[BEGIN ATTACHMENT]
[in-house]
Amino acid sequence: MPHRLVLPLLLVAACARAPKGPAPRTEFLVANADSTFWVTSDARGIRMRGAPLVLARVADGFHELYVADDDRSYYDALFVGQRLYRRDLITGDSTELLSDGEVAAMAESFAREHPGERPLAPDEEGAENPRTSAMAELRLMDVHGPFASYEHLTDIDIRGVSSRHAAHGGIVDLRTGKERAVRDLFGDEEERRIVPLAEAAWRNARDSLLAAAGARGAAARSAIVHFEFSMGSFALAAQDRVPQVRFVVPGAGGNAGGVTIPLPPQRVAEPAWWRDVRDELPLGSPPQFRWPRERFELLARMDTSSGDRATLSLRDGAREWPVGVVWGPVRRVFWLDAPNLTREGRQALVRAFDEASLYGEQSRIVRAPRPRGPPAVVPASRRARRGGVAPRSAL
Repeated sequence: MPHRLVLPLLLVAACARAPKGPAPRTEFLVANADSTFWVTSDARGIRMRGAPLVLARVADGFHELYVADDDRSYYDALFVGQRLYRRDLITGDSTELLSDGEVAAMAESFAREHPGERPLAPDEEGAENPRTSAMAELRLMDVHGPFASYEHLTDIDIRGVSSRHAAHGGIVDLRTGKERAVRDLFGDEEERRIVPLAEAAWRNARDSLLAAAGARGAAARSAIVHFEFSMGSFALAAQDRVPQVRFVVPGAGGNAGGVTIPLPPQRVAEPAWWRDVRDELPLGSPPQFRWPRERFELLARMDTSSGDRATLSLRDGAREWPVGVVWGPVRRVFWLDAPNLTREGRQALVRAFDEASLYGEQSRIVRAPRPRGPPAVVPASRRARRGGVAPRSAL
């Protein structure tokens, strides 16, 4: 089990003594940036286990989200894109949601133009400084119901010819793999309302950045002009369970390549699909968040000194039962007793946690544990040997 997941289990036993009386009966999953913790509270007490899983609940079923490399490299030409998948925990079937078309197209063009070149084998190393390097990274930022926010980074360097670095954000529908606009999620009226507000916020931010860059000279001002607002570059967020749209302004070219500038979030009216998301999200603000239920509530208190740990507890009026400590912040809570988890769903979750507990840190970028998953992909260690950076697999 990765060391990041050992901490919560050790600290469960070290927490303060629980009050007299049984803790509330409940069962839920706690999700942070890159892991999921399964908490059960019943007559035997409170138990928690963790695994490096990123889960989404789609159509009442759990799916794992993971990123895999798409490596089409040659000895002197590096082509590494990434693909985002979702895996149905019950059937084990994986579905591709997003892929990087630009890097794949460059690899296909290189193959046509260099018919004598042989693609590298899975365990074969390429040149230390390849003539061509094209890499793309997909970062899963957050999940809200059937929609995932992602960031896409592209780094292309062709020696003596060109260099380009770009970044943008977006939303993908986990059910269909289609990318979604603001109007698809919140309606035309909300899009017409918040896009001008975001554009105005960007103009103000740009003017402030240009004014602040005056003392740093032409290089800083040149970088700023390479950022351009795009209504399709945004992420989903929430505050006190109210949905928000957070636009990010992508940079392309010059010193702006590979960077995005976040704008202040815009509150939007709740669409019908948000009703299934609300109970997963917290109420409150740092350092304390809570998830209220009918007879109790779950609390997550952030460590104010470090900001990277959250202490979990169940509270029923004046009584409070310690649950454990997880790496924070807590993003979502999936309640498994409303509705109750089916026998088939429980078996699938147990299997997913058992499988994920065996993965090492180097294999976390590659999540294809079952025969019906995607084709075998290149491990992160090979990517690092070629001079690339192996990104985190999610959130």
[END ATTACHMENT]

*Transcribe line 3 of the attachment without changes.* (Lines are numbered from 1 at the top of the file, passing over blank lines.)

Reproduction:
Repeated sequence: MPHRLVLPLLLVAACARAPKGPAPRTEFLVANADSTFWVTSDARGIRMRGAPLVLARVADGFHELYVADDDRSYYDALFVGQRLYRRDLITGDSTELLSDGEVAAMAESFAREHPGERPLAPDEEGAENPRTSAMAELRLMDVHGPFASYEHLTDIDIRGVSSRHAAHGGIVDLRTGKERAVRDLFGDEEERRIVPLAEAAWRNARDSLLAAAGARGAAARSAIVHFEFSMGSFALAAQDRVPQVRFVVPGAGGNAGGVTIPLPPQRVAEPAWWRDVRDELPLGSPPQFRWPRERFELLARMDTSSGDRATLSLRDGAREWPVGVVWGPVRRVFWLDAPNLTREGRQALVRAFDEASLYGEQSRIVRAPRPRGPPAVVPASRRARRGGVAPRSAL